The Medici Principle. A paper on Partnering and Specialization
Grubb & Ellis White Paper:
Practice Group Specialization
The Medici Principle
Glen Esnard, President
Grubb & Ellis Capital Investment Group
Senior Partner, CultureSync
"If you truly want a better life than you have now, do what it takes.
Otherwise, give yourself and those around you a break and just admit
that you don’t want to pay the price, that you’d rather whine and
complain than step out of your comfort zone and do what’s necessary
to make things better for yourself.”
- John Assaraf
Leonardo da Vinci was the last great generalist. He
was the last human being who knew everything there
was to be known, and by virtue of living when he did,
where he did, Leonardo da Vinci helped precipitate an
explosion of knowledge, power, and creativity that
ushered in the Italian Renaissance, pulled Europe out
of the Dark Ages, and, in that historic moment, birthed
the age of the specialist.
It is true; from the beginning of recorded history until
the Italian Renaissance, it was possible for one
person to know everything. However, that time
passed with Leonardo’s death. Leonardo was the
towering artistic and engineering genius in what was
later recognized as a golden age of genius.
However, contrary to common belief, Leonardo,
Michelangelo, Titian, Cellini, and all of the great artists
of the Renaissance era were not the ones who forged
that age. It was a powerfully aligned group of
businessmen, bankers, brokers and financiers who
made the Italian Renaissance happen.
The purpose of this paper is to explore the assertion
that we are now in a 21st Century neo-renaissance,
and that an explosion of creativity and wealth
production is going on around us, whether we
participate, or not.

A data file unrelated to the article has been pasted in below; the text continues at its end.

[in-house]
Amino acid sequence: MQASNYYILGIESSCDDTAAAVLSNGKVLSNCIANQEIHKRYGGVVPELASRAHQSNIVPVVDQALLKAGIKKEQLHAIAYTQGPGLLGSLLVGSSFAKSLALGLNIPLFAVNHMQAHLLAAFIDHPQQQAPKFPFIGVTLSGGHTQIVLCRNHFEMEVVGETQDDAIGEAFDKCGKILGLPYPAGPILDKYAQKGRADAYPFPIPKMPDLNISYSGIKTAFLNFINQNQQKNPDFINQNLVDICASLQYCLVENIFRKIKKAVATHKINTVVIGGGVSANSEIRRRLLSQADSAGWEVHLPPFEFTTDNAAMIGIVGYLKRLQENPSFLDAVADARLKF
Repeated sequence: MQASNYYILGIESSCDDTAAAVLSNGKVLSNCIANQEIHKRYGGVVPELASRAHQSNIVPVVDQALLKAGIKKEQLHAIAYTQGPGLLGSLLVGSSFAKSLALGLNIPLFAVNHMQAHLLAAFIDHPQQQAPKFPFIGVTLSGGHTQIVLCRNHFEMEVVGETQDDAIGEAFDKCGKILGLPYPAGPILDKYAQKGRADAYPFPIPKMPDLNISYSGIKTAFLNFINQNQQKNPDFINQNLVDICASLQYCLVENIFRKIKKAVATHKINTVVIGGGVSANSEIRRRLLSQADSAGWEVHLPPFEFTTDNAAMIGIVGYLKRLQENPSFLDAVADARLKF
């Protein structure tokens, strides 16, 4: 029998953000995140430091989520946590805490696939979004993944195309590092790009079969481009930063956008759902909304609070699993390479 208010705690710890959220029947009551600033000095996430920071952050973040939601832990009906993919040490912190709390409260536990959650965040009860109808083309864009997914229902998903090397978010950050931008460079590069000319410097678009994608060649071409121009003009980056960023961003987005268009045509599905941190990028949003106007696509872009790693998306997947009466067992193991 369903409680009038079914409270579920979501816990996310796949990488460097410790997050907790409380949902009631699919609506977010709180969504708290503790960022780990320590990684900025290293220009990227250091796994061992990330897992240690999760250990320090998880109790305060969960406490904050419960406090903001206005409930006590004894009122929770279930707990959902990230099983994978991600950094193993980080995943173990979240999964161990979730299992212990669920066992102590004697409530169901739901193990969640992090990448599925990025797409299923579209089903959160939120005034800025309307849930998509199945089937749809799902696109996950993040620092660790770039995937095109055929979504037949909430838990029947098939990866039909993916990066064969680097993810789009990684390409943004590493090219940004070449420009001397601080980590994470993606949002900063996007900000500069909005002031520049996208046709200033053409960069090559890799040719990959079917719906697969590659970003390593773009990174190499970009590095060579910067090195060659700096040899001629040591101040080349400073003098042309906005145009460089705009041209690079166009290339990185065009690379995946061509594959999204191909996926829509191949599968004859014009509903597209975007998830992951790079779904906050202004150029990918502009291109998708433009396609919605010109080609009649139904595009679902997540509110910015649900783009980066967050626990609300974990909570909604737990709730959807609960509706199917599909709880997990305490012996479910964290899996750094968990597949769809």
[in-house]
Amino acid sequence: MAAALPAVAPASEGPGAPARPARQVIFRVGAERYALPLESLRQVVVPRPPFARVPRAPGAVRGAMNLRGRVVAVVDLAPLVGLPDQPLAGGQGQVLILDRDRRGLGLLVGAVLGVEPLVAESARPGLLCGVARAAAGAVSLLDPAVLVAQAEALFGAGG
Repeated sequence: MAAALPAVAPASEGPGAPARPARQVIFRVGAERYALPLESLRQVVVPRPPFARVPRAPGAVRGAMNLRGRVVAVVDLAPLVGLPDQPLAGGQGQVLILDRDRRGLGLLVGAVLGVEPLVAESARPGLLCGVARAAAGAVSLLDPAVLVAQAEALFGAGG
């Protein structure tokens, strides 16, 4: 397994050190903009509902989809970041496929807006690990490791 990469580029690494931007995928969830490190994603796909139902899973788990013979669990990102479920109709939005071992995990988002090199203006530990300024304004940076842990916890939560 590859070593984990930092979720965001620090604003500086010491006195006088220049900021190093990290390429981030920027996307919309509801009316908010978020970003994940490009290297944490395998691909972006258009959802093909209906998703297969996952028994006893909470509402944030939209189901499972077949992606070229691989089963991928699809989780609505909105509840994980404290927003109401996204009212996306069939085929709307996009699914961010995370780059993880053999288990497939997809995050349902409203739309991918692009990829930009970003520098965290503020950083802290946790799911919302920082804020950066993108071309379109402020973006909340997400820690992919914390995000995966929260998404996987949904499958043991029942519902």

What are you doing, right now, to set yourself up for
the next upsurge in the business cycle?
You must realize that the market has no inherent
interest in whether you succeed or fail.
Your success or failure is 100% your own personal
issue. What are you willing to give up in order to be a
Fact: The market doesn’t care.
The market only honors those who participate
As Frans Johansson points out vividly in The Medici
Effect; the Medici family, a group of bankers and
financiers in Florence, consciously created the Italian
Renaissance. The Medici family aligned on a vision of
what could be possible if they brought together, in
Florence, the most talented artists, writers, thinkers,
and practitioners in every known craft and field of
What would happen if the Medici created a living think
tank of all the best minds in Europe?
Back in the day, the Medici’s were challenging the
dominant merchant class of Venice, the military and
spiritual power of the Pope in Rome, and, the
mercenary army of the King of France. Just like
America in the 21st century, the Florentines’ in the
fifteenth century had a ton of crisis inducing issues on
As businessmen, the Medici’s were only tangentially
interested in art. They were primarily interested in
creating wealth through commerce, through market
penetration and domination. The times were hard, the
prospects dim. The odds were against the House of
Medici and the city/state of Florence to even survive.
The tactical and strategic business solutions that the